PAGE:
Peace Magazine: Table of Contents Jan-Mar 2023

Peace Magazine

Table of Contents Jan-Mar 2023

• published Jan 08, 2023 • last edit Sep 28, 2023

Remembering Mary-Wynne Ashford (p.6)

Jonathan Down gave talks in high schools with this charismatic and caring doctor, who co-chaired IPPNW during the Cold War and called upon physicians to prevent nuclear war, for they surely could not treat its victims.

Amplifying Voices in Iran (pp.7-9)

Since the 1979 revolution, all the protest movements in Iran eventually have been crushed, but this one is different. It may succeed, partly because it is being led by women, suggest Katia Evania, Hayley Dick, and Maurice Koetsier.

Kadyrov and Putin vs Gays and Democracy (p.10)

Both Russia and Chechnya have thugs for presidents! Not only are Putin’s and Kadyrov’s troops trying to crush democracy, but their brutal police are persecuting LGBT minorities, reports John Bacher.

Peace Work in a War Zone (pp.11-13)

Felipe Daza and Andre Kamenshikov were peace organizers in Kyiv when the Russian invasion began and have been in touch with Ukrainian peace groups ever since—including ordinary citizens who do not claim to be community organizers of nonviolent action, but only coping with the emergency. Almost none of them are calling for a ceasefire under current conditions.

Who Will Pay for a Global Energy Transition? (pp.14-15)

The rich countries of the north owe the poorer countries a kind of “climate debt,” notes John Feffer, who regards them as obligated to help the south make its own transition to a post-fossil-fuel future.

Cyber Security at the UN General Assembly: Deja vu All Over Again (pp.16-17)

Paul Meyer is disappointed. The US vs Russia conflict keeps spoiling efforts at the United Nations to develop norms governing international cyber security policy. Some 60 member states promoted a “Programme of Action” but unfortunately cannot “fast track” it. It may be endorsed in 2025, though there is no guarantee.

Tree Planting Opportunities (p.18)

Planting trees will not reduce carbon in the atmosphere much for 20 years or more, according to Robin Collins and Bill Bhaneja, who advocate protecting old forests. However, urban trees can help cool us sooner by casting shade, reducing pollutants, and insulating buildings with shrubs and bushes. Fruit and nut trees can feed people too.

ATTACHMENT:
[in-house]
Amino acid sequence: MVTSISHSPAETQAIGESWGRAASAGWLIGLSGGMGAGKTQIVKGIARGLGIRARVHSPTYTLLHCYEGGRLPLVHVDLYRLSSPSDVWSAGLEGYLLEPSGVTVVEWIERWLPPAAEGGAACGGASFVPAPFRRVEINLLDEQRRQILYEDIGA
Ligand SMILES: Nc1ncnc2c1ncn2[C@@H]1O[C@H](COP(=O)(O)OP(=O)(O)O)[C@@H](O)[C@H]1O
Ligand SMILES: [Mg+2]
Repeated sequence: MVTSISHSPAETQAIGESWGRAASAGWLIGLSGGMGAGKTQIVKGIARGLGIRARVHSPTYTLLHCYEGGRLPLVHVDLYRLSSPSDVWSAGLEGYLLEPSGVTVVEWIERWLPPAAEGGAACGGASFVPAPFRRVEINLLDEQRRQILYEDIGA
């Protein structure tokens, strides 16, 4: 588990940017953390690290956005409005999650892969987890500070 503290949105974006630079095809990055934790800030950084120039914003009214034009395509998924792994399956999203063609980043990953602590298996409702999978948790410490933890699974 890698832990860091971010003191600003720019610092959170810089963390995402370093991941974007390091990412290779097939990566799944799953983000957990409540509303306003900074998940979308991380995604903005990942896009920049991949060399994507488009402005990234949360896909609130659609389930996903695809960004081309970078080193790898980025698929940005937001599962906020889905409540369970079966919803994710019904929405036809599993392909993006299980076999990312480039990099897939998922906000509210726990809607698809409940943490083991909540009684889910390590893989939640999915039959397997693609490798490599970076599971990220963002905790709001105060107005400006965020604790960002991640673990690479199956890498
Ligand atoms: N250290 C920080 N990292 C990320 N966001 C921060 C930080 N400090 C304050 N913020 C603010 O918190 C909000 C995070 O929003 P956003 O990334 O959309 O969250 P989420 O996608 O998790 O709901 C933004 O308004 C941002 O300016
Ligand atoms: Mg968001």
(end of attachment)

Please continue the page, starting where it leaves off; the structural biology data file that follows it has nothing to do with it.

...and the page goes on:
Ukraine and Cluster Munitions (p.19)

Earl Turcotte led Canada’s delegation throughout negotiation of the Convention on Cluster Munitions. Now Russia is using those weapons in Ukraine and we hear that Ukraine wants the US to enable them to reciprocate. Turcotte strongly opposes that, reminding us that up to 40 percent of the bombs remain intact and dangerous after the war ends.

Haiti and the Persistent Dilemmas of Intervention (pp.20-22)

Armed gangs are terrorizing Haiti, Timothy Donais reports, adding that previous efforts to help with the country’s crisis have all failed. One or two countries cannot fix the problem, but the U.N. is unlikely to send peacekeepers yet again, and the only enduring solution must come from changes in Haitian politicians and elites themselves.

Adam Hochschild on the Darkest Years of Democracy in America (pp.23-33)

You thought Trump was bad? Well yes, but America’s most anti-democratic period occurred earlier, Adam Hochschild tells Metta Spencer: for four years during and after World War I, when freedom of the press was curtailed and people were jailed or tarred and feathered for opposing the war led by President Woodrow Wilson.

War in Ukraine: Lessons of 2022 and outlook for 2023 (p.34)

Along with 700,000 other men, Alexey Eltchaninoff left Russia to avoid being sent to kill Ukrainians. His worry is now that freezing the conflict would just lead to another round of war as soon as Putin’s army trains new draftees and refills its weaponry. But, he admits grimly, his predictions now are only wild guesses.

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